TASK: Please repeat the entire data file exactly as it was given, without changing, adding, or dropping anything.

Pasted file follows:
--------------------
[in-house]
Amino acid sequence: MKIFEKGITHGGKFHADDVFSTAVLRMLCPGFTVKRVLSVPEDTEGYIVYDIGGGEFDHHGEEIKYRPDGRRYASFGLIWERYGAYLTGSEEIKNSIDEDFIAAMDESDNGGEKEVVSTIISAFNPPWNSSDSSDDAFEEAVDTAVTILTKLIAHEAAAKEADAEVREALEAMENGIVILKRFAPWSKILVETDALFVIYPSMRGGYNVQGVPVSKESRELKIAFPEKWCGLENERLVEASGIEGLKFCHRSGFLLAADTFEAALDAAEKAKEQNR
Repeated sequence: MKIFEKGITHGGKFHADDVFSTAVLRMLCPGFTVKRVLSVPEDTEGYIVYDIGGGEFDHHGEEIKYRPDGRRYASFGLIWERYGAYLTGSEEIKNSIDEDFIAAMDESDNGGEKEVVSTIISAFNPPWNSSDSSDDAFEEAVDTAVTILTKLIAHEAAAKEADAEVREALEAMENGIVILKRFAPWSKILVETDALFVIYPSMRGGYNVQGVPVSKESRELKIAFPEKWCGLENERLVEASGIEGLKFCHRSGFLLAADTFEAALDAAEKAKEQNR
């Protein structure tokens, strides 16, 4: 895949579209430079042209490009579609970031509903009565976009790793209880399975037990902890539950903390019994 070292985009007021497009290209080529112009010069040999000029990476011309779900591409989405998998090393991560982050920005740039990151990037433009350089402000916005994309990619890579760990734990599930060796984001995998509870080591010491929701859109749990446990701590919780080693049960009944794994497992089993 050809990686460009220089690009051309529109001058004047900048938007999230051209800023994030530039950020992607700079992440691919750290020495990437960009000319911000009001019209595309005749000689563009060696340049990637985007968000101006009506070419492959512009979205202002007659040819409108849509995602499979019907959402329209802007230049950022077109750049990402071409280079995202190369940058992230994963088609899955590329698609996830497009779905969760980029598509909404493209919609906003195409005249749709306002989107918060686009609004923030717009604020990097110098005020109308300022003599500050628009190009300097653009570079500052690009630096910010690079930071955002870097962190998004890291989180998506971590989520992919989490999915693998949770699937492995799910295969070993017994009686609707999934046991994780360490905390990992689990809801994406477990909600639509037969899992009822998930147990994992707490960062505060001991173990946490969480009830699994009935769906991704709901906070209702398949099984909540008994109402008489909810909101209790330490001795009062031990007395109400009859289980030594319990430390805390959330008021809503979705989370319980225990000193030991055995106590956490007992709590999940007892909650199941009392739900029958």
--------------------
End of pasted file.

[in-house]
Amino acid sequence: MKIFEKGITHGGKFHADDVFSTAVLRMLCPGFTVKRVLSVPEDTEGYIVYDIGGGEFDHHGEEIKYRPDGRRYASFGLIWERYGAYLTGSEEIKNSIDEDFIAAMDESDNGGEKEVVSTIISAFNPPWNSSDSSDDAFEEAVDTAVTILTKLIAHEAAAKEADAEVREALEAMENGIVILKRFAPWSKILVETDALFVIYPSMRGGYNVQGVPVSKESRELKIAFPEKWCGLENERLVEASGIEGLKFCHRSGFLLAADTFEAALDAAEKAKEQNR
Repeated sequence: MKIFEKGITHGGKFHADDVFSTAVLRMLCPGFTVKRVLSVPEDTEGYIVYDIGGGEFDHHGEEIKYRPDGRRYASFGLIWERYGAYLTGSEEIKNSIDEDFIAAMDESDNGGEKEVVSTIISAFNPPWNSSDSSDDAFEEAVDTAVTILTKLIAHEAAAKEADAEVREALEAMENGIVILKRFAPWSKILVETDALFVIYPSMRGGYNVQGVPVSKESRELKIAFPEKWCGLENERLVEASGIEGLKFCHRSGFLLAADTFEAALDAAEKAKEQNR
């Protein structure tokens, strides 16, 4: 895949579209430079042209490009579609970031509903009565976009790793209880399975037990902890539950903390019994 070292985009007021497009290209080529112009010069040999000029990476011309779900591409989405998998090393991560982050920005740039990151990037433009350089402000916005994309990619890579760990734990599930060796984001995998509870080591010491929701859109749990446990701590919780080693049960009944794994497992089993 050809990686460009220089690009051309529109001058004047900048938007999230051209800023994030530039950020992607700079992440691919750290020495990437960009000319911000009001019209595309005749000689563009060696340049990637985007968000101006009506070419492959512009979205202002007659040819409108849509995602499979019907959402329209802007230049950022077109750049990402071409280079995202190369940058992230994963088609899955590329698609996830497009779905969760980029598509909404493209919609906003195409005249749709306002989107918060686009609004923030717009604020990097110098005020109308300022003599500050628009190009300097653009570079500052690009630096910010690079930071955002870097962190998004890291989180998506971590989520992919989490999915693998949770699937492995799910295969070993017994009686609707999934046991994780360490905390990992689990809801994406477990909600639509037969899992009822998930147990994992707490960062505060001991173990946490969480009830699994009935769906991704709901906070209702398949099984909540008994109402008489909810909101209790330490001795009062031990007395109400009859289980030594319990430390805390959330008021809503979705989370319980225990000193030991055995106590956490007992709590999940007892909650199941009392739900029958």